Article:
Priya Tanna is no Marie Antoinette and although being in charge of 'creative' aspects of Vogue India is something she is serious about, she is not serious about India's poverty and the way the fashion industry shape the middle class psyche, not legend but reality. She won't be guillotined for sure, but a lot of folks would want that little head of hers to think a little more humanistically.

Fascinating really is while the Indian media, of course those channels and papers that pride themselves as "mainstream", is busy producing oodles of newsprint and tape about the Indo-US Nuclear deal deliberations in Vienna, a handful of journalists are talking about a recent photo series by the fashion magazine Vogue-India. There's even a Facebook protest group.

Since the mainstream media is still dithering, let me cut to the backstory, a report in the New York Times:(http://www.nytimes.com/2008/09/01/business/worldbusiness/01vogue.html)

According to Heather Timmons, the writer, for many in India there are reasons to feel squeamish about the photos as the editorial spread seemed “not just tacky but downright distasteful” according to Kanika Gahlaut, a columnist for the daily newspaper Mail Today. She denounced it as an “example of vulgarity.” There’s nothing “fun or funny” about putting a poor person in a mud hut in clothing designed by Alexander McQueen, according to Gahlaut who spoke in a telephone interview. “There are farmer suicides here, for God’s sake” she said, referring to thousands of Indian farmers who have killed themselves in the last decade because of debt."

Priya Tanna, the editor of the fashion magazine in question, tried dismissing the notes of disapproval. “You have to remember with fashion, you can’t take it that seriously,” Ms. Tanna said. “We weren’t trying to make a political statement or save the world.”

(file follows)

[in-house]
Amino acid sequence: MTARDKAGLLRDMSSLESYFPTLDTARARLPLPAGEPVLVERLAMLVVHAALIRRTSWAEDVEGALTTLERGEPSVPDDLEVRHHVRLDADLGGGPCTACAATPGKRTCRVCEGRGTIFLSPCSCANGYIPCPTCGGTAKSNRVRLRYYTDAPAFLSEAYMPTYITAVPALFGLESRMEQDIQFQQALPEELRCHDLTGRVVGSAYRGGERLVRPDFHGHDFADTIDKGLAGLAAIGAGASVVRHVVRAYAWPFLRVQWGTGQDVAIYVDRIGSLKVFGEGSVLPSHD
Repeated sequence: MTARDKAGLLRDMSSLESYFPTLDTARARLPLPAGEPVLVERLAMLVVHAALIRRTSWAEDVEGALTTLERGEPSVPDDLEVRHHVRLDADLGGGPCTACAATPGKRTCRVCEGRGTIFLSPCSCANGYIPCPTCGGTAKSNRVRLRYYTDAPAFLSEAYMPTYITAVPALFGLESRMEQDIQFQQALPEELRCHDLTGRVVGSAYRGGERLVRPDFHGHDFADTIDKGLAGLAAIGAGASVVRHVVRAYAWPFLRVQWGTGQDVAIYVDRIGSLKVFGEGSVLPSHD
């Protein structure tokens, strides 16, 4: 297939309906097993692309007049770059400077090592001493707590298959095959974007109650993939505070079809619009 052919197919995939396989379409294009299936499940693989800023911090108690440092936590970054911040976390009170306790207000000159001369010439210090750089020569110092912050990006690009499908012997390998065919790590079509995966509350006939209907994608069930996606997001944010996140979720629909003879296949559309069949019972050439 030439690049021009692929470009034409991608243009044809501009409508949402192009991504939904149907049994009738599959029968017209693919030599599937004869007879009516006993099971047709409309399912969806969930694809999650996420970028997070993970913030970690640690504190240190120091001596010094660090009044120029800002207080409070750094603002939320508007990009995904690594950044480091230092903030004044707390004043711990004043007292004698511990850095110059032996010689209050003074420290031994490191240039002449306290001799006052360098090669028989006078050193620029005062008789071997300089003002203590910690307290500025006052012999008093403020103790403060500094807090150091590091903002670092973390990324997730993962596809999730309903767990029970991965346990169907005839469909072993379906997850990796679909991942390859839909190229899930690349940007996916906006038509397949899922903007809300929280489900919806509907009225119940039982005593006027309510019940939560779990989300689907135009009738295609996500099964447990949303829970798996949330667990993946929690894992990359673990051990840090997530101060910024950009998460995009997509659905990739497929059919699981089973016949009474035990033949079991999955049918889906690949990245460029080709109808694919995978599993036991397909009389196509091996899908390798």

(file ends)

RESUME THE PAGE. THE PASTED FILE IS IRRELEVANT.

Precisely, that's the problem. Ms. Tanna ignored the fact that in a country like India, statements, reports, photos, features, songs -- everything has a political bearing. Every crumb of bread is politically earned by a huge majority. Every slice of cake produced (I presume Ms. Tanna likes her cake) by impoverished underpaid workers translates into social and political ballot. So, to depict a poor villager who perhaps earns less than $2 a day holding a Burberry umbrella or a toothless and clearly poverty-stricken old woman cuddle an infant wearing a designer French bib is nothing but political immaturity and an unpardonable frivolous act.
Do I then say that fashion cannot and shouldn't depict the poor and the underprivileged? Why not. I love fashion, I have my own version of it and I think the established fashion houses only need employ their resources a little better to "democratize" fashion in India.

Let's back up from the pseudo-arty pretension of Vogue/Ms. Tanna and see how else fashion events can make a difference. All of us here know about the UN's recent bid to promote awareness about sanitation and the NYC event where Indian sanitation workers (mostly Dalits) walked with top models (http://news.bbc.co.uk/2/hi/south_asia/7489296.stm). Naturally, the intention of that fashion event was to make the society open up its sluggish eyes (Cosmopolitan or Bloody Mary-induced) and look at folks who have barely earned any respect for a service they have been providing to a society divided so comfortably hierarchically...

Lip service? I'd rather have folks do that than turning away from realities as if they never existed. If Vogue had an iota of concern for the people they recruited (were they paid in French bibs and Burberry umbrellas?) -- perhaps a poor farmer like thousands we hear committing suicide, an old homeless woman, her ilk neglected and discarded, a baby representing millions that don't have basic care, a young girl who symbolizes gender imbalance and female foeticide -- I'd have probably looked at their campaign with sympathy in a country where it's cruel to call this photo series anything like 'art'.